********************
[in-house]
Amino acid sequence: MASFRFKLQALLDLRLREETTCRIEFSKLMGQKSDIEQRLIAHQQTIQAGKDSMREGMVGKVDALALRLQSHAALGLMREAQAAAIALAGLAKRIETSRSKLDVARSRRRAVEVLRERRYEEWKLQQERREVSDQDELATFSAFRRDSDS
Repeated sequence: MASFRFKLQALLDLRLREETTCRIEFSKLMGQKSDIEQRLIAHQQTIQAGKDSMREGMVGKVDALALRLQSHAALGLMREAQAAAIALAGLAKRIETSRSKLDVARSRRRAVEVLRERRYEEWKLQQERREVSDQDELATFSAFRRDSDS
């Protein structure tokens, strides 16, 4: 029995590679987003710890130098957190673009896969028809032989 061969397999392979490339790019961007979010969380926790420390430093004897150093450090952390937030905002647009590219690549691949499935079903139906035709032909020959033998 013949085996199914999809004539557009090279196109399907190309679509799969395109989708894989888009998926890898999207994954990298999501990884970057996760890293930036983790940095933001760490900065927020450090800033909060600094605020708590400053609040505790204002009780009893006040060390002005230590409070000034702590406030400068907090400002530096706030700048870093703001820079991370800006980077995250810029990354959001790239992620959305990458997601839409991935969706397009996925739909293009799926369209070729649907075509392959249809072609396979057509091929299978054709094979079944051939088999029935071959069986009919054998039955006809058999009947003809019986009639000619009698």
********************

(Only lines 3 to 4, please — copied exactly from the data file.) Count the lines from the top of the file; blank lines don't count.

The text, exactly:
Repeated sequence: MASFRFKLQALLDLRLREETTCRIEFSKLMGQKSDIEQRLIAHQQTIQAGKDSMREGMVGKVDALALRLQSHAALGLMREAQAAAIALAGLAKRIETSRSKLDVARSRRRAVEVLRERRYEEWKLQQERREVSDQDELATFSAFRRDSDS
């Protein structure tokens, strides 16, 4: 029995590679987003710890130098957190673009896969028809032989 061969397999392979490339790019961007979010969380926790420390430093004897150093450090952390937030905002647009590219690549691949499935079903139906035709032909020959033998 013949085996199914999809004539557009090279196109399907190309679509799969395109989708894989888009998926890898999207994954990298999501990884970057996760890293930036983790940095933001760490900065927020450090800033909060600094605020708590400053609040505790204002009780009893006040060390002005230590409070000034702590406030400068907090400002530096706030700048870093703001820079991370800006980077995250810029990354959001790239992620959305990458997601839409991935969706397009996925739909293009799926369209070729649907075509392959249809072609396979057509091929299978054709094979079944051939088999029935071959069986009919054998039955006809058999009947003809019986009639000619009698």